Politics cast a long shadow over some mundane one-day cricket. The terrorist attacks of September 11 raised doubts about whether Sharjah's autumn tournament would take place; once it began, Zimbabwe, beset by tension over racial quotas and domestic political turmoil, barely competed, lending their games a stale air of inevitability.
Pakistan arrived underprepared but left victorious. After New Zealand cancelled a tour, citing security fears, the Pakistanis had played only three days of international cricket since leaving England in June, and their opening performance in the tournament - now sponsored by a Dubai-based newspaper group - was rusty. But after that defeat, they proceeded unbeaten to the final, where they crushed Sri Lanka in a forgettable, low-scoring match. The most memorable game was a "dead" fixture, when both sides were through to the final. Inzamam-ul-Haq - suspended for Pakistan's first two matches after dissent in a one-day international in England, and undone by a painful blow to the box in their third - shepherded the newcomer Naved Latif to a hundred and his side to victory from an unpromising position. Meanwhile, Shahid Afridi was adding a degree of consistency to his explosive talent. Their attack relied heavily on an experienced trio: Waqar Younis and Shoaib Akhtar took nine wickets each; Wasim Akram bowled with enthusiasm and guile to claim six for 62 and concede only 2.13 an over.
A lack of bowling depth disadvantaged Sri Lanka - though some press reports claimed the players preferred to blame ill-fitting trousers, which they had to repair themselves in the dressing-room. Muttiah Muralitharan was outstanding, applying a vice-like squeeze in mid-innings to finish with figures of 40-8-80-7. The rest were vexing: Charitha Buddika Fernando seized six wickets but was expensive; Chaminda Vaas cost less but took just three. Kumar Dharmasena claimed four for 101 from 29 overs with his off-breaks - and was promptly dropped. Only in the final did Sri Lanka's batting fail; otherwise they set targets of 250 or more, or chased successfully. Mahela Jayawardene and Russel Arnold both averaged over 60, providing a steadying influence after the fireworks promised by the openers, Sanath Jayasuriya and Avishka Gunawardene, never quite ignited.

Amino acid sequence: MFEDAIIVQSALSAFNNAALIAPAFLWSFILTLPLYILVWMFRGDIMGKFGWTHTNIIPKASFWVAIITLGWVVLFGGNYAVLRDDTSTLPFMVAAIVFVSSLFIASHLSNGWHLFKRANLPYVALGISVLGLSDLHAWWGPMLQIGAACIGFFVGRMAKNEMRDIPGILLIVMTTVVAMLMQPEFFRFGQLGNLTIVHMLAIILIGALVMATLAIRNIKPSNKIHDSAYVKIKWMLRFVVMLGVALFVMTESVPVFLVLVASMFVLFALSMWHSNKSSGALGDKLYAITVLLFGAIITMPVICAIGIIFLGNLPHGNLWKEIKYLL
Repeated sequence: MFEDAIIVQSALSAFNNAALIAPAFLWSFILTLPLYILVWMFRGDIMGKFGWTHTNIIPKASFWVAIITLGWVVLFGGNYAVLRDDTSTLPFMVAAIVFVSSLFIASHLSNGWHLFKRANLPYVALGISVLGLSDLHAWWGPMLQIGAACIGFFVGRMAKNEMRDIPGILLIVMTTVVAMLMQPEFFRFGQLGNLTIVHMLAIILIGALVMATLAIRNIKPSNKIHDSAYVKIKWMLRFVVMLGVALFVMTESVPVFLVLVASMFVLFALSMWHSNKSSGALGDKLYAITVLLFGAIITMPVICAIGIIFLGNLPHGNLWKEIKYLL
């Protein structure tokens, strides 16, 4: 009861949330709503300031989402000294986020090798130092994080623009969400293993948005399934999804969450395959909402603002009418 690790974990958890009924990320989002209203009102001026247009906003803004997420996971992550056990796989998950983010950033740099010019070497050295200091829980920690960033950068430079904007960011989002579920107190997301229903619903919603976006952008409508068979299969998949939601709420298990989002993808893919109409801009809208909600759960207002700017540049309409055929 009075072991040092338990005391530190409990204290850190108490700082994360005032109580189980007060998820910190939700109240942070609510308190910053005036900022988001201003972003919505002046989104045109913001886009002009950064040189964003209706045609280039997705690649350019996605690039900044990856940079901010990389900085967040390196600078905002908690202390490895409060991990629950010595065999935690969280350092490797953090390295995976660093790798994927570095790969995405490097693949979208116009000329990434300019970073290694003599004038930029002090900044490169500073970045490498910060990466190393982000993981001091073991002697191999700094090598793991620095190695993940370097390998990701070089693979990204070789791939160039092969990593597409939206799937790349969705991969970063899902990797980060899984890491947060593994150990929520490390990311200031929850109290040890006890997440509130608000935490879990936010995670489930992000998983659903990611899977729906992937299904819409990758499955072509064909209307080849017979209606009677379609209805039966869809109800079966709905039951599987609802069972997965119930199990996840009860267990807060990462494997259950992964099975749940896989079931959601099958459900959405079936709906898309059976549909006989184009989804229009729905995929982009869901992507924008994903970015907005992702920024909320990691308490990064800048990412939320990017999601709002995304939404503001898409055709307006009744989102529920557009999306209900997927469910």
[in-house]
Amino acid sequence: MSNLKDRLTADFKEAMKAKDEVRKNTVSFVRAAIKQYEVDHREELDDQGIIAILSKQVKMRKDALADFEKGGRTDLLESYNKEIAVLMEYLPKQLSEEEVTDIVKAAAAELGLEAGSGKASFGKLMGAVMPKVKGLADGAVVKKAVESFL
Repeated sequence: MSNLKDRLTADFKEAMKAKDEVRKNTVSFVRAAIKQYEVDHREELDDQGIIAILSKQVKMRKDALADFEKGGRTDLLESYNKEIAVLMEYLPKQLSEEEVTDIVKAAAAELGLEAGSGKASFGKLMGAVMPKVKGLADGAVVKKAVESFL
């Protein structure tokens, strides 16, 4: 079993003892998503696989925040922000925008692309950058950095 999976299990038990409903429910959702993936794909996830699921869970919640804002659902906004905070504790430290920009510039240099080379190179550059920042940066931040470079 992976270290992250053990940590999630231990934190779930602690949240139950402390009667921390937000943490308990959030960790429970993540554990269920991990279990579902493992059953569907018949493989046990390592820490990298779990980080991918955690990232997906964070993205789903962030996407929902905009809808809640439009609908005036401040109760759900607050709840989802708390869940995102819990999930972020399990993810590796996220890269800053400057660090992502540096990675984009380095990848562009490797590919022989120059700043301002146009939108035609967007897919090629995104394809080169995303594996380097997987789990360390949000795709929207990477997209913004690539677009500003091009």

Zimbabwe arrived with a new coach, a new captain and a 12-match losing sequence - soon extended to 16. Brian Murphy, appointed when Heath Streak resigned three days before the start, lost all four tosses, condemning them to bat second, under lights. Only once did they threaten to make a game of it, in their second match against Pakistan, when the Flower brothers put on 146. These two were alone in scoring more than 100 for Zimbabwe; among the bowlers only Streak, Douglas Marillier and Henry Olonga went for less than five an over. Clearly, Geoff Marsh, who had coached Australia to huge success in the late 1990s, faced a daunting challenge if he were to restore Zimbabwe's fortunes.
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